Mastan said the poorest of the poor had been consuming liquor, destroying their families and their children's education.
 
Increasing liquor consumption was also a major cause for domestic violence, particularly against women, and had contributed to a rise in crimes.
 
"Women are suffering more than anyone else due to increasing liquor consumption," he said.
 
According to officials, the decision of the government to impose a ban is expected to adversely affect the government's financial health.
 
The excise department went into an overdrive in 2007 following a new policy and started issuing licences for marketing liquor across the state.
 
In the year 2014-15, the government raked in Rs 3,650 crore in revenues, a growth of more than 10 times over Rs 319 crore recorded in 2005-06.
 
Disclaimer: Information, facts or opinions expressed in this news article are presented as sourced from IANS and do not reflect views of Moneylife and hence Moneylife is not responsible or liable for the same. As a source and news provider, IANS is responsible for accuracy, completeness, suitability and validity of any information in this article.

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Anil Kumar’s strange and aggressive defence on money transfers to Manju Das

The bank account and identity of Manju Das, the domestic help of Anil Kumar, was used to re-route money by Galleon and Mr Kumar, without her knowledge. Mr Kumar, who was a witness against close friends and business partners, Raj Rajaratnam and Rajat Gupta, however, is defending his position rather strongly on the whole episode 

 

It was the damning testimonty of  Anil Kumar,  (Doon school, IIT, Imperial College London, Wharton School of Business & Sr Partner McKinsey & Company) against his close friends Raj Rajaratnam (CEO of the multi-billion hedge fund Galleon) and Rajat Gupta (head of McKinsey & Company) that led to their indictment and imprisonment.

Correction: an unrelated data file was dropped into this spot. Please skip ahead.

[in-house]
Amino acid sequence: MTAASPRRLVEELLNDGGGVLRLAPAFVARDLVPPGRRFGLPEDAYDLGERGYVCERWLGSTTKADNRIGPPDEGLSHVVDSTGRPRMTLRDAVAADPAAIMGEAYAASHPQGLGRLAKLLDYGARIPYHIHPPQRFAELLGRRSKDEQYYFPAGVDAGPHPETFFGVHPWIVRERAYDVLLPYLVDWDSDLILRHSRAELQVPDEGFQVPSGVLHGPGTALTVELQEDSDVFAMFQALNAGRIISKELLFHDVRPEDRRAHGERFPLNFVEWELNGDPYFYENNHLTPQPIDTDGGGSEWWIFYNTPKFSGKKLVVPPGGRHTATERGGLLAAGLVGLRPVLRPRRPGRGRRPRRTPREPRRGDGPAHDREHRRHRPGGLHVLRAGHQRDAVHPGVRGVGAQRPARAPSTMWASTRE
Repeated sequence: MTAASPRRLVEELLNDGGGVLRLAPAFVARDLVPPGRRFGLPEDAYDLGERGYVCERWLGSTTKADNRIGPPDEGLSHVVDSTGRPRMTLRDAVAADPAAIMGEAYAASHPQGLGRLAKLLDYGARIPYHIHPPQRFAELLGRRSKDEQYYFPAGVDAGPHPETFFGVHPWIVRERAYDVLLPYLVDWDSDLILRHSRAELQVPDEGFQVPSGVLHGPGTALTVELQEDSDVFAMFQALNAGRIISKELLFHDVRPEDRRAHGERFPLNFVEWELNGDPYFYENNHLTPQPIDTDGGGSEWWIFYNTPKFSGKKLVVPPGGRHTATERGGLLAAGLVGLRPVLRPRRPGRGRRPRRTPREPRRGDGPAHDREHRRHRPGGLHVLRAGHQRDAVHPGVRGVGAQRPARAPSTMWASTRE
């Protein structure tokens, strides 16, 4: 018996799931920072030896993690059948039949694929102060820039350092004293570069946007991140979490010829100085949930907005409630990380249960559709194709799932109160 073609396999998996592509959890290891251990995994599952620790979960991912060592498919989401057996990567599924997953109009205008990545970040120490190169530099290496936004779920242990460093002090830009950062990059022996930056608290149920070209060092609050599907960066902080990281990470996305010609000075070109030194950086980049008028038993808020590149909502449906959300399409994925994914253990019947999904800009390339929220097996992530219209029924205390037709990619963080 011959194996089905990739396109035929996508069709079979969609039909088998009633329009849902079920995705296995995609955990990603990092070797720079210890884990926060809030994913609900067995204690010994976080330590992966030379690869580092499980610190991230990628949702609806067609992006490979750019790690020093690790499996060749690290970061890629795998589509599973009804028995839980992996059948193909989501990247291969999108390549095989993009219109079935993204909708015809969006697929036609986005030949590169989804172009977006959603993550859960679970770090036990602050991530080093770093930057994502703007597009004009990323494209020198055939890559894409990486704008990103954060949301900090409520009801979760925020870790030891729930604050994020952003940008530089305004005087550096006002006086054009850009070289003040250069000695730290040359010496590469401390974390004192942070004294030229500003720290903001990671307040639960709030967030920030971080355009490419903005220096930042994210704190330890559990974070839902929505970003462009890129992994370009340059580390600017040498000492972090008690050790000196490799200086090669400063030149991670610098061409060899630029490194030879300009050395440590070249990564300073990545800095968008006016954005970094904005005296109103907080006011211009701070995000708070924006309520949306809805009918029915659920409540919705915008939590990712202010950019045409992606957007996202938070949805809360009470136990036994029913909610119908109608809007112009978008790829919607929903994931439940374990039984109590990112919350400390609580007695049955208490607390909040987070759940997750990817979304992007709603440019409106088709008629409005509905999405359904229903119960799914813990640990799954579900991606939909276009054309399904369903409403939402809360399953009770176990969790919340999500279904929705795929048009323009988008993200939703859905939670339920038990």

Anil Kumar’s testimony allowed him to get away two years probation without prison time and forfeiture of $2.6 million of illegal gains. What made the headlines during his 2006 testimony was the name Manju Das, into whose offshore account Rajrathnam was making the big payoffs for inside information from Kumar.

 

Manju Das hit the headlines again in November, when American journalist Nilita Vachani tracked Manju Das to Bengal and discovered a very poor, almost illiterate woman ekeing out a bare existence. The articles in The Nation and The Caravan have been circulated around the world via social media. Ms Vachani dug into the details of Anil Kumar’s testimony and asked Manju Das about the accounts in her name and how much she was paid. 

 

A surprising new twist to the tale is the aggressive defense being put out by Anil Kumar, especially about his payments to Manju Das, whether or not she was illiterate and the author’s motivations. But what comes out in his answers is the complete lack of empathy for a lonely woman who spent over a decade away from her people, to look after his child in America. There is also a stunning lack of concern that Vachani and others are trying to crowd raise funds for Manju Das. What is Anil Kumar worried about?

 

Moneylife wrote to him, on learning from Anil Pillai on twitter that Anil Kumar’s office had sent him a letter contradicting some of the allegations in The Nation and The Caravan. Both the magazines have largely stood by their articles except for minor updates about how much Manju Das was paid. We wrote to Anil Kumar to ask him what he had to say and received a detailed reply and a call.

 

In an email, Mr Kumar did not deny his testimony in the US securities fraud trail about money sent to an overseas account of Manju Das. His issue is with the HSBC account opened at Bengaluru in 2008 using Kumar’s Delhi address as residence proof.

 

In the email, Mr Kumar argues, "The Das HSBC account was opened in late 2008, only at her request since she was concerned that her joint account with her son in Calcutta was being compromised by bad influences in her village”. Interestingly, Manju Das did not say this to Vachani.

 

He further says, “If she is financially poorly off now, it could well be because of the very concerns she shared with us in the US -- that her relatives would take advantage of her. It is hard to figure how someone who received well over Rs50 lakh would be in the situation indicated by (Nilita) Vachani. Das asked for a bank account with our Delhi home as the address. She badly wanted a ration card, and requested my assistance to get it, and I could only help her in Delhi where we had a home. That Delhi address is clear from the HSBC statements."  But why then a HSBC account in Bengaluru?